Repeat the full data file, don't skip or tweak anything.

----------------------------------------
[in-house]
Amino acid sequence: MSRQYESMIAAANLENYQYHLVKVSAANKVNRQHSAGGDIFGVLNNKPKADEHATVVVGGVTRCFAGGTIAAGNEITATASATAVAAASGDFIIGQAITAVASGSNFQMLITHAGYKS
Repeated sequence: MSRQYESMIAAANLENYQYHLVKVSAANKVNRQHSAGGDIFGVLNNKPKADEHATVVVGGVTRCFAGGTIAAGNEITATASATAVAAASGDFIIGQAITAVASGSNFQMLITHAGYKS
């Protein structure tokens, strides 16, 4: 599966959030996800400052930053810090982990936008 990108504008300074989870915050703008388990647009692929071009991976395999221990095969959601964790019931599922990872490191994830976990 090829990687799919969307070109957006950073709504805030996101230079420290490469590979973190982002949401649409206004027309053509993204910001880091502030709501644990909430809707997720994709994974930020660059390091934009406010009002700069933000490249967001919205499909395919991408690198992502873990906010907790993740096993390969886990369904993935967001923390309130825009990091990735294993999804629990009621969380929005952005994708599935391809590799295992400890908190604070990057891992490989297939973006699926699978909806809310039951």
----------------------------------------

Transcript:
[in-house]
Amino acid sequence: MSRQYESMIAAANLENYQYHLVKVSAANKVNRQHSAGGDIFGVLNNKPKADEHATVVVGGVTRCFAGGTIAAGNEITATASATAVAAASGDFIIGQAITAVASGSNFQMLITHAGYKS
Repeated sequence: MSRQYESMIAAANLENYQYHLVKVSAANKVNRQHSAGGDIFGVLNNKPKADEHATVVVGGVTRCFAGGTIAAGNEITATASATAVAAASGDFIIGQAITAVASGSNFQMLITHAGYKS
């Protein structure tokens, strides 16, 4: 599966959030996800400052930053810090982990936008 990108504008300074989870915050703008388990647009692929071009991976395999221990095969959601964790019931599922990872490191994830976990 090829990687799919969307070109957006950073709504805030996101230079420290490469590979973190982002949401649409206004027309053509993204910001880091502030709501644990909430809707997720994709994974930020660059390091934009406010009002700069933000490249967001919205499909395919991408690198992502873990906010907790993740096993390969886990369904993935967001923390309130825009990091990735294993999804629990009621969380929005952005994708599935391809590799295992400890908190604070990057891992490989297939973006699926699978909806809310039951």